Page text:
Why are men casting their socks aside, and what does it mean for modern menswear?
You don’t have to be a seasoned menswear professional to have noticed that as far as the bottom half is concerned, less is more. Men’s trousers are in the midst of their own swinging sixties micro miniskirt moment, shaking up the establishment on the way. Kind of.
The desired effect of raising leg lengths raised eyebrows everywhere last summer, when it became the staple look of the “wide boy” in Ibiza.
And men are hitching up their strides all year round now.
What does it mean for menswear? On a practical level, there are obvious drawbacks. Gently bronzing your ankles is all well and good during the height of summer, but an up close and personal meeting with winter’s worst weather is hardly desirable and something that your mother surely wouldn’t welcome (we’re taking her side on this one). Then there’s the whole socks or no socks debate. For the record, I’d take the potential emasculation of wearing dainty pop socks over sweat soaked soles any day.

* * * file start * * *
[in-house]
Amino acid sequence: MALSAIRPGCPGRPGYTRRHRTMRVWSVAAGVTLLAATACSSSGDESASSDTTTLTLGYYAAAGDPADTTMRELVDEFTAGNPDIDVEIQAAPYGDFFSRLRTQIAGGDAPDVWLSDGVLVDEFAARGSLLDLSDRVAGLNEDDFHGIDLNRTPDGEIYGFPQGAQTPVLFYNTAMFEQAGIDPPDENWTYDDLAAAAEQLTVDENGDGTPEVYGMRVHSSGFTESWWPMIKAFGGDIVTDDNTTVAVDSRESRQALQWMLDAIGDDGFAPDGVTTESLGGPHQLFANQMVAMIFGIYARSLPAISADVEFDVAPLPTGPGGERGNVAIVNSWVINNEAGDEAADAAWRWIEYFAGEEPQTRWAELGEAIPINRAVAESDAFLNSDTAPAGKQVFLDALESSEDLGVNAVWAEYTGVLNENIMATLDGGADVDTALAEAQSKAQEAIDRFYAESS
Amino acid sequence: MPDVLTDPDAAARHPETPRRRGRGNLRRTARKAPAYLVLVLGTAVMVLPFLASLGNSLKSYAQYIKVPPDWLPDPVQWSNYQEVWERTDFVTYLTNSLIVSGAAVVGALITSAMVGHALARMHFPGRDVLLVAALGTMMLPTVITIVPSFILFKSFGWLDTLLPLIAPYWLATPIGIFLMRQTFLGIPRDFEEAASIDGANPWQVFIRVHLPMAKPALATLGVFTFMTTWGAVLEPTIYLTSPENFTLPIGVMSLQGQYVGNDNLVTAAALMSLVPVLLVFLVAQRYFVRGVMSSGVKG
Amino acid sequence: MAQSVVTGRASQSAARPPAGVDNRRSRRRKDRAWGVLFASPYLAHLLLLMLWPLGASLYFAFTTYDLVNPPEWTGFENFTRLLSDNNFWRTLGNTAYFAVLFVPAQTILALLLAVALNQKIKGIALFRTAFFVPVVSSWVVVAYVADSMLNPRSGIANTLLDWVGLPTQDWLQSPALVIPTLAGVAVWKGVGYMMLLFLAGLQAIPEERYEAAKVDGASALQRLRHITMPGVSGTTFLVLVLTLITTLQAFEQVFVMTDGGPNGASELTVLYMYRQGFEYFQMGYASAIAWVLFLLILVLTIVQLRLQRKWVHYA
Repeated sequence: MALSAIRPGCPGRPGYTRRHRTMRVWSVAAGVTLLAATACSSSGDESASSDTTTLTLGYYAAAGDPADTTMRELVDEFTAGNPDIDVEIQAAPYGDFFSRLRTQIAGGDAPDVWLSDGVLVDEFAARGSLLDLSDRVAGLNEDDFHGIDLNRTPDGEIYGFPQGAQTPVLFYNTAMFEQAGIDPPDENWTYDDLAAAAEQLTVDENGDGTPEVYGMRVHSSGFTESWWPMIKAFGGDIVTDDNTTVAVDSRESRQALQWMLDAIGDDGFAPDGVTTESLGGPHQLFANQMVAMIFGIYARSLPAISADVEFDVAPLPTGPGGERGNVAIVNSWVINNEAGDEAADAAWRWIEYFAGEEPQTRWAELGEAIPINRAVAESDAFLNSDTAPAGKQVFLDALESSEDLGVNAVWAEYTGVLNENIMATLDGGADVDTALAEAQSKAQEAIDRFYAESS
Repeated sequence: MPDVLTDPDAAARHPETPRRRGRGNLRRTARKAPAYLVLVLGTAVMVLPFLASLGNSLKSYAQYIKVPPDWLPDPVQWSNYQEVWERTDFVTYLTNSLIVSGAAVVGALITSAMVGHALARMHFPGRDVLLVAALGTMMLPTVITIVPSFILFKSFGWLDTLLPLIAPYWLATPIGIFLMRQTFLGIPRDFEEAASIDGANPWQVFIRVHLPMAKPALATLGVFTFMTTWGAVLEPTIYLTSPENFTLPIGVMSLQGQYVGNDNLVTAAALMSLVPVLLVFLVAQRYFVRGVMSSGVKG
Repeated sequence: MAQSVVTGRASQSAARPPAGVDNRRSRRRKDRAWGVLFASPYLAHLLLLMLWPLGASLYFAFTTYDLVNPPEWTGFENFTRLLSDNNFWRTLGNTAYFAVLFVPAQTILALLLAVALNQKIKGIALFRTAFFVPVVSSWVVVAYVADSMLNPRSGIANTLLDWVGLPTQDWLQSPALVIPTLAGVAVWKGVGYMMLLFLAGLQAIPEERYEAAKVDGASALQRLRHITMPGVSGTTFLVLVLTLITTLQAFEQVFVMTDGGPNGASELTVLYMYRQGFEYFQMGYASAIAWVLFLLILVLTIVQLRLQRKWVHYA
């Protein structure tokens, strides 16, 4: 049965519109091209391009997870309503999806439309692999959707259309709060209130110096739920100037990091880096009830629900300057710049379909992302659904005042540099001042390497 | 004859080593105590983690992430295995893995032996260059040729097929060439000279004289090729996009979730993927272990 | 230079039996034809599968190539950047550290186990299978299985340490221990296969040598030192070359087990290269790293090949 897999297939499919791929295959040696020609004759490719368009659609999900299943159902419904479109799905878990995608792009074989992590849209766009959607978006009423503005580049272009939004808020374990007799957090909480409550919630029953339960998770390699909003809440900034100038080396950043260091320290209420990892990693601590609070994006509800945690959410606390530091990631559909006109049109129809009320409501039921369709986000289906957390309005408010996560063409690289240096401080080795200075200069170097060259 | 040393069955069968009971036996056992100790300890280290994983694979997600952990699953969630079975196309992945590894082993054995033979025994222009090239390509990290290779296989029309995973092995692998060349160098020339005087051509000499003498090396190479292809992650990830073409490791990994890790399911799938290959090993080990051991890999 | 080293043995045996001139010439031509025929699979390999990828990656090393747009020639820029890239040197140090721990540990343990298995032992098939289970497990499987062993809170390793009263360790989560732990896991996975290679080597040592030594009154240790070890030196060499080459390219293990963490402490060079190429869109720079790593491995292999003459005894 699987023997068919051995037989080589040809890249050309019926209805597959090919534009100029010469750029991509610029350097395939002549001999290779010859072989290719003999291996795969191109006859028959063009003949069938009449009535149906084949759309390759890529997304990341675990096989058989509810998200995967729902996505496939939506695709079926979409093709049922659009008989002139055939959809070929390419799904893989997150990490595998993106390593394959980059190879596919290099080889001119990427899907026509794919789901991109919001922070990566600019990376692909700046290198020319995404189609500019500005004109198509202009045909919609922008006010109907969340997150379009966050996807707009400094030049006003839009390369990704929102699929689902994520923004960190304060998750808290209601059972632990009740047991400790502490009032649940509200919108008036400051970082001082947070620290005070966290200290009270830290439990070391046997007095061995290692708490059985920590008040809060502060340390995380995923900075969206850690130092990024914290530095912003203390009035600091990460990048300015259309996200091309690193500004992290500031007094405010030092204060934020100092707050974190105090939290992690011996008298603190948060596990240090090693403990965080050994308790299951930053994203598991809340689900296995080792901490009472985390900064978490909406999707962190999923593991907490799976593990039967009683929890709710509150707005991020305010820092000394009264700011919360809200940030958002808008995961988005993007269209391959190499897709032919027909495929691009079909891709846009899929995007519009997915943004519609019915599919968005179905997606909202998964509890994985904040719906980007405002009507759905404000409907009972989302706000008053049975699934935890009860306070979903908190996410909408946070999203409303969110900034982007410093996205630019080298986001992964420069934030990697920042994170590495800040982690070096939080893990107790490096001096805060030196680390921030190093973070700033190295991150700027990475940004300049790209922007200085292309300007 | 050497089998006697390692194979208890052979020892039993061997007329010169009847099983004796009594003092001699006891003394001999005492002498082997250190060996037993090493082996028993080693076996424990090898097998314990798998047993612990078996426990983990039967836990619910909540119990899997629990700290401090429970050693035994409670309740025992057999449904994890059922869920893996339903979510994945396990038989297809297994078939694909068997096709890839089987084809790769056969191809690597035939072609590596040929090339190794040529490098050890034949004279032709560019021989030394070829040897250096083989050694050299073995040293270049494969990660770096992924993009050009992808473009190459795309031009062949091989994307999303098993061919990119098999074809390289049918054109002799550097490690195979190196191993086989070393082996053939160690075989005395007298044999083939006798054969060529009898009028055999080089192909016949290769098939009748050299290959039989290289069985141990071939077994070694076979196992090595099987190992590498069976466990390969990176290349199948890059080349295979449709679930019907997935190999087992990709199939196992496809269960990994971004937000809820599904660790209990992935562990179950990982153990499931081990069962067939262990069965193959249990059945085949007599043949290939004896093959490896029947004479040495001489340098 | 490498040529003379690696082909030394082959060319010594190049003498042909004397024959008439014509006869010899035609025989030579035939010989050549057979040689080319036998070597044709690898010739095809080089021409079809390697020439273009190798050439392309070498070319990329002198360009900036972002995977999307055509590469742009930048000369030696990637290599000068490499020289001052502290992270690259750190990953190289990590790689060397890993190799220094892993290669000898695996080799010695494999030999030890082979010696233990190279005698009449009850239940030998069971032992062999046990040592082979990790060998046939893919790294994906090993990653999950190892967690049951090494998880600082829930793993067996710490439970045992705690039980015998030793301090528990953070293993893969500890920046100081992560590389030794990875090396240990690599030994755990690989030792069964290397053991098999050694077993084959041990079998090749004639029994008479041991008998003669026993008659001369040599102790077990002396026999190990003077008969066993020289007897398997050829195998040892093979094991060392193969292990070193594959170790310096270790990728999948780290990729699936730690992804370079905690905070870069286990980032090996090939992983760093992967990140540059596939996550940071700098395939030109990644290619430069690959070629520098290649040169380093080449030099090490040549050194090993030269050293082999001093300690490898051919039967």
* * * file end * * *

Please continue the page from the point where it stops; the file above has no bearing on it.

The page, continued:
For men’s style, hitched-up hems are significant in their implication. This seemingly small – yet doggedly persistent – act of change signposts a shift away from the assumption that men are devoted to practicality. And importantly – unlike many trends which live and die in the insular world of menswear – exposed ankles have been adopted by a hefty number of men, both here in Britain and the Balearics.
The unveiling of the ankle means that men cannot be roundly dismissed as creatures of habit, so terrified of change that they’re almost allergic to spending more than five minutes in a clothes shop.
But as trends “not be silenced” go, bared ankles have loudly asserted their intention to stick out for the foreseeable future. Viva la revolution.